Fine Gael and Fianna Fáil deadlocked over water charges

Parties given until noon today to outline their positions to Oireachtas committee

Tens of thousands have attended a demonstration against water charges, organised by the Right2Water campaign in Dublin, having marched from the city’s railway stations and suburbs to congregate at the Spire on O’Connell Street. Video: Bryan O'Brien

 

Fine Gael and Fianna Fáil remain deadlocked in a dispute over water charges with no sign of a compromise.

The two parties did not hold any discussions on Thursday on the issue despite being given until 12pm on Friday to outline their positions to the Oireachtas committee examining domestic water services.

Both sides played down the prospect of a general election on the issue but also remained firm on their positions.

Fine Gael is understood to be willing to delay the introduction of excessive charges for two years if Fianna Fáil agrees to imposing such a levy.

However, Fianna Fáil has resisted that proposal insisting it does not believe a new charge is warranted.

The two parties are also at odds over the rollout of metering, with Fine Gael insisting their installation must continue and Fianna Fáil believing excessive usage can be identified by district metering.

Speaking Thursday, Minister for Housing Simon Coveney said the general taxpayer should not have to pay for those who waste water.

Water meters

On that basis it would be “very strange” if water meters were not used to detect excessive water consumption by households, Mr Coveney said.

He added: “There are nearly 900,000 meters in the ground across the country it makes sense to use that infrastructure to ensure that if people use very large volumes of water that they pay for that rather than the tax payer.

“It would be very strange in my view if we didn’t use the existing infrastructure that’s functioning and working quite well at the moment as a basis for ensuring the polluter pays principle is part of our plan, and if people are wasting large volumes of water then they pay for that rather than their neighbours who are taxpayers.”

It is also now certain that if a compromise is not reached, and a vote is taken, the 20-member committee will be deadlocked on the funding issue, particularly the controversy over charging for excessive use

Senior Ministers and Taoiseach Enda Kenny supported Mr Coveney’s position on the issue despite threats of a general election.

Fine Gael is maintaining that some charge for excessive water use should remain in place, whereas Fianna Fáil is in favour of an outright abolition of water charges.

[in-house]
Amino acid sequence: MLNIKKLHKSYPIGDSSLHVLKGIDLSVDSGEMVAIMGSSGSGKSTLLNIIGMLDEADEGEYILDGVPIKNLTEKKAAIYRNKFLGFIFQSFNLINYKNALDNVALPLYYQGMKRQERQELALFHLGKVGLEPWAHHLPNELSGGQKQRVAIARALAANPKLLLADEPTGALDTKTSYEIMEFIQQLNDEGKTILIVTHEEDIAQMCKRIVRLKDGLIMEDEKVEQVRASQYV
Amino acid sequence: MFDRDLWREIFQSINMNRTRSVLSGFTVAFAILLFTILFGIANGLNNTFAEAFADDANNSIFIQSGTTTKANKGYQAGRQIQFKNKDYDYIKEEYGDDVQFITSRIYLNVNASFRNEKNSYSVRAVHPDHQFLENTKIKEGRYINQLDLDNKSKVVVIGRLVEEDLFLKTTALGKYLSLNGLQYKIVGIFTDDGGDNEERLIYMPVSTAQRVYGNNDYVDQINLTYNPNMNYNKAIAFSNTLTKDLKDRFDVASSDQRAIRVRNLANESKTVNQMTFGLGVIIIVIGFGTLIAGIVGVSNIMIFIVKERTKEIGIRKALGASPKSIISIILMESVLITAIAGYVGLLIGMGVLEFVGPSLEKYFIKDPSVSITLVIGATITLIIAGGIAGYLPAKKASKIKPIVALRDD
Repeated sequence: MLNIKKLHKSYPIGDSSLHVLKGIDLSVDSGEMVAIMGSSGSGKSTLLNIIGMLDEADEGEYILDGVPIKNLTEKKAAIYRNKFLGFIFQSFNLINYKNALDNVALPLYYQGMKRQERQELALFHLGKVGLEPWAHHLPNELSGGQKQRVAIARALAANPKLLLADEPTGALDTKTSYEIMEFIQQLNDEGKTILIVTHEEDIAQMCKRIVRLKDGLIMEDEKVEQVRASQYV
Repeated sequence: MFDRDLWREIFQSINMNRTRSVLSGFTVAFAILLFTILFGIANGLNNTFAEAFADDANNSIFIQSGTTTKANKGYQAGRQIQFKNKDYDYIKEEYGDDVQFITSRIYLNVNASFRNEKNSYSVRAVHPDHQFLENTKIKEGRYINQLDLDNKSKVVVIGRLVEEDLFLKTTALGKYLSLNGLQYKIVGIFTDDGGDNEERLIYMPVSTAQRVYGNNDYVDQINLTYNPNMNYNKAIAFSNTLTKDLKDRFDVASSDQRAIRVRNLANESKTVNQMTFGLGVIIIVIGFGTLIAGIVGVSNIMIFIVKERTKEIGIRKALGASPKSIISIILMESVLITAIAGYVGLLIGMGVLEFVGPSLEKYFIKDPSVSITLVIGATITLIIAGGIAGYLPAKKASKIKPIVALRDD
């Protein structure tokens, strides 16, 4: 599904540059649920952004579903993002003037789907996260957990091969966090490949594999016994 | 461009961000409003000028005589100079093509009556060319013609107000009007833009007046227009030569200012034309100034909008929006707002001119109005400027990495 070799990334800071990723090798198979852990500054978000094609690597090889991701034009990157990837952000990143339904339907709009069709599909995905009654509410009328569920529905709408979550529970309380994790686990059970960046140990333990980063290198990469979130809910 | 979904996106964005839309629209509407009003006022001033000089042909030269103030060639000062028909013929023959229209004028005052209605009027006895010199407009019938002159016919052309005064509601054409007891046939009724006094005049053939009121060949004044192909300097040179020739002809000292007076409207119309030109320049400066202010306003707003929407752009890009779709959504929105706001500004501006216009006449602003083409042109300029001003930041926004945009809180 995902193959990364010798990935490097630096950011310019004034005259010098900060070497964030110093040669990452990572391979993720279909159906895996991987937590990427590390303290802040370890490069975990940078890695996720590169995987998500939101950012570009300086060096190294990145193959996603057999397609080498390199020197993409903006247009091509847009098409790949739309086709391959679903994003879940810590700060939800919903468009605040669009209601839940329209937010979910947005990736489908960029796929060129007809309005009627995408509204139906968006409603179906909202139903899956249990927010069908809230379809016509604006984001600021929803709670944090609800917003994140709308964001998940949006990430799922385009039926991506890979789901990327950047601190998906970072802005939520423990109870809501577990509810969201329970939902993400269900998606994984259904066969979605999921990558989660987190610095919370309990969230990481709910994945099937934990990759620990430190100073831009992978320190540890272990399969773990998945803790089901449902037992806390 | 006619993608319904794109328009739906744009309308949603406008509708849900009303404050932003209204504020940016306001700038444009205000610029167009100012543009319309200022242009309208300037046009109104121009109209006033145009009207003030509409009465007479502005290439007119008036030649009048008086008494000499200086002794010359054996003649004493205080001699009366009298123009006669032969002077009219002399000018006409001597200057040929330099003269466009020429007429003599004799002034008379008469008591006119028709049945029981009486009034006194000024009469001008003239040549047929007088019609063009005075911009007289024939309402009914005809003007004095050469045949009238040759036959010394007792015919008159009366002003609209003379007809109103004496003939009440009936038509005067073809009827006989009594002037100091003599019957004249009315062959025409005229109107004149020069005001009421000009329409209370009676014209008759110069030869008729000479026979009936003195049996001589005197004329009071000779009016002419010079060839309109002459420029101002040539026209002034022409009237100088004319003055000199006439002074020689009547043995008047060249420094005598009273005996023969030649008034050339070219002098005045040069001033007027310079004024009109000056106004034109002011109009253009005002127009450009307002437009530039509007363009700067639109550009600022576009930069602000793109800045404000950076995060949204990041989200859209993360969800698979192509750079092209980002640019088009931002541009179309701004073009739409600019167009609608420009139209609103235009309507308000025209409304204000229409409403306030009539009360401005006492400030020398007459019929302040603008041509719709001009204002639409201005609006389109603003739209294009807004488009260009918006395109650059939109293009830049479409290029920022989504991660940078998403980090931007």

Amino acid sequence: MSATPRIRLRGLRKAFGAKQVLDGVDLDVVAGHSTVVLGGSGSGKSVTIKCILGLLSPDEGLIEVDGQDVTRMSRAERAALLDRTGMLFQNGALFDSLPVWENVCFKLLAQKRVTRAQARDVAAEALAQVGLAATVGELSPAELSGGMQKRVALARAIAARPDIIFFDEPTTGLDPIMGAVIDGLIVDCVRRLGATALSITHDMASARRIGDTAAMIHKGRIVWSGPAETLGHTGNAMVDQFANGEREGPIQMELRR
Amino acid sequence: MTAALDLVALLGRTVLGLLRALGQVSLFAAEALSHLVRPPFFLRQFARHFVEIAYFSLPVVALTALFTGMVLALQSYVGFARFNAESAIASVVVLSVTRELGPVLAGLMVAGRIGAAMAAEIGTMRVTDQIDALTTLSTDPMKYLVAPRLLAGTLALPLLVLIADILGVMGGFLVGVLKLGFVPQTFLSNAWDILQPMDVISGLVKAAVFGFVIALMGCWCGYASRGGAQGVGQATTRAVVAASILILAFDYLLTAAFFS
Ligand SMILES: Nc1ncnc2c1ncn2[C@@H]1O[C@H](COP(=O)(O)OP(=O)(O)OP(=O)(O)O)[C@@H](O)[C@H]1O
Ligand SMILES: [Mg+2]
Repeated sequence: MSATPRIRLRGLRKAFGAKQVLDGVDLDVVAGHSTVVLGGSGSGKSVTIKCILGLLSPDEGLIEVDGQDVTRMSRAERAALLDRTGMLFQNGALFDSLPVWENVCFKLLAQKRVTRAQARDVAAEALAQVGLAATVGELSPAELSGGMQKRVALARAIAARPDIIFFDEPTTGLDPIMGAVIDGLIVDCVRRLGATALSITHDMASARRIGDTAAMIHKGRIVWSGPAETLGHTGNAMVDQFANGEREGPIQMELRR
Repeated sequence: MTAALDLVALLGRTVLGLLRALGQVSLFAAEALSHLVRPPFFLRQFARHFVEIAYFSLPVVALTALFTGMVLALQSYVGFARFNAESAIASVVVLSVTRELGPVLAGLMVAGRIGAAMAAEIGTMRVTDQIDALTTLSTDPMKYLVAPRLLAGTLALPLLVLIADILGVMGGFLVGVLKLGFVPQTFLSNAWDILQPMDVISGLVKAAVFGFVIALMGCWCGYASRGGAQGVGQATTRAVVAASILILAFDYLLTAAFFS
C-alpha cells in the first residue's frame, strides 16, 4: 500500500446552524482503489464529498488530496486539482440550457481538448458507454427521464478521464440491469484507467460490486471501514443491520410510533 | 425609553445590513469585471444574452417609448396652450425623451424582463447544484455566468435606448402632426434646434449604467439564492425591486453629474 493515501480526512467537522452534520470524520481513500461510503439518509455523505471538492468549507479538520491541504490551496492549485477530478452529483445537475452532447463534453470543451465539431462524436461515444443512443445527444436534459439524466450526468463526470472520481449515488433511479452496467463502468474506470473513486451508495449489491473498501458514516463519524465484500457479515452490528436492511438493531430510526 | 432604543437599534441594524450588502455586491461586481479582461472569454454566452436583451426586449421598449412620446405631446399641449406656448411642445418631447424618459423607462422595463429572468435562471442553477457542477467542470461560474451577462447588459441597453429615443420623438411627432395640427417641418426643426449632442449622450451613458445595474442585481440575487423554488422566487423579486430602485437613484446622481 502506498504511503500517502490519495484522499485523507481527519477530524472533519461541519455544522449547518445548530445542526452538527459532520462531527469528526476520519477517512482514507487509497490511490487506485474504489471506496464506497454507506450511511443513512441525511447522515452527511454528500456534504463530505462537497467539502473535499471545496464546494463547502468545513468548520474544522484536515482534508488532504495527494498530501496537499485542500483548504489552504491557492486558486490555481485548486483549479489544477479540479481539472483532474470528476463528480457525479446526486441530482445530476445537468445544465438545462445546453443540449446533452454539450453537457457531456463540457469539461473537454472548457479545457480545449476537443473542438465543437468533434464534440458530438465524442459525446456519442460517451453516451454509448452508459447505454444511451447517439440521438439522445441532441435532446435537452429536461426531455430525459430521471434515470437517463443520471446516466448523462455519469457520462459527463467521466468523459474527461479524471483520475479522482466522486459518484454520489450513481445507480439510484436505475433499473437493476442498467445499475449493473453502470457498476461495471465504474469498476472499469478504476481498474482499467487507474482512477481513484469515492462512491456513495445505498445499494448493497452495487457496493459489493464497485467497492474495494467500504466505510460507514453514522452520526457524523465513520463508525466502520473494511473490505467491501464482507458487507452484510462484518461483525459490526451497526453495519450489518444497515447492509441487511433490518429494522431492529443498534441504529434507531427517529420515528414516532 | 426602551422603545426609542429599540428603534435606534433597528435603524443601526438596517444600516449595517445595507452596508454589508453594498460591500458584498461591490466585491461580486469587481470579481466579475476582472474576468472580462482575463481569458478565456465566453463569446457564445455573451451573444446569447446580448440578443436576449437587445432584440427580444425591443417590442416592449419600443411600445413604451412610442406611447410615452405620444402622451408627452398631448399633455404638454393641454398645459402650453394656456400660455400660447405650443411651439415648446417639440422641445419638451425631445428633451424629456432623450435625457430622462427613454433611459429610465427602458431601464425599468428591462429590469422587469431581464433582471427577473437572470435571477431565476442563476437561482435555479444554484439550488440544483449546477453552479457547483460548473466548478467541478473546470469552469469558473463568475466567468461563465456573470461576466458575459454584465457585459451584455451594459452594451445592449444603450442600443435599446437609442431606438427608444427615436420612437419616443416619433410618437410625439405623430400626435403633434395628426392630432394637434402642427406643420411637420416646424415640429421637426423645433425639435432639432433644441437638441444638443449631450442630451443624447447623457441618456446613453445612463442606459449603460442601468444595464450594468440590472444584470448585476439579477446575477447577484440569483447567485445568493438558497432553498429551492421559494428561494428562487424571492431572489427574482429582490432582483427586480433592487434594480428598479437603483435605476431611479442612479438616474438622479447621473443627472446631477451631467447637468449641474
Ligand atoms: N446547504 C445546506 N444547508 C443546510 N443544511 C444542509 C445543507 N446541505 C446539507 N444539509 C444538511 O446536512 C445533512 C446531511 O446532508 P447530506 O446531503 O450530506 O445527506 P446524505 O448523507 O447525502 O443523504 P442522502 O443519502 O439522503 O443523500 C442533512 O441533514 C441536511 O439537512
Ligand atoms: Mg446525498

Micheál Martin’s party has instead called for fines for excessive water use, but the Government has said that position contravenes EU directives and could leave the State liable for significant penalties.

Participants in Saturday's water protests in Dublin. Photograph: Stephen Collins/Collins Photos
A water charges protest in Dublin. Photograph: Stephen Collins/Collins Photos

Ministers have received a 30-page opinion from the Attorney General, which insists it would be illegal not to enforce the polluter pays principle.

Fianna Fáil produced its legal opinion Thursday from senior counsel Conleth Bradley and barrister Darren Lehane, who is a former Fianna Fáil local election candidate.

It states that while Ireland is bound by the European Water Framework Directive, it has a “wide discretion” as to how the principle is implemented.

EU law

They insist failing to bill for excessive use would not breach EU law, saying it is up to the State to determine its own practices.

The party’s spokesman on housing Barry Cowen said he wanted to see the advice from the Attorney General given to this Government but also to former ministers Phil Hogan and Alan Kelly.

Both sides must make submissions to the Oireachtas committee examining water charges by midday on Friday.

There is an increasing likelihood that the committee, chaired by Independent Senator Pádraig Ó Céidigh, will seek an extension of the March 13th deadline that has been set for it.

It is also now certain that if a compromise is not reached, and a vote is taken, the 20-member committee will be deadlocked on the funding issue, particularly the controversy over charging for excessive use.

So far, 10 members of the committee have indicated they will oppose any charge outside of general taxation.

Nine have said they would be in favour of charges being levied for excessive use.

The critical vote will be that of the chair, Mr Ó Céidigh. He told the committee he does not want to use his vote but has told colleagues it is likely he will side with those in favour of some form of charge, thus leaving at 10 votes on each side.

It would mean the committee would not be in a position to give a recommendation to the Oireachtas on the funding issue.

Following the divisions and disputes that emerged this week, there is now less confidence among committee members that a report can be fully completed by Mr Ó Céidigh and the committee’s secretariat before March 13th.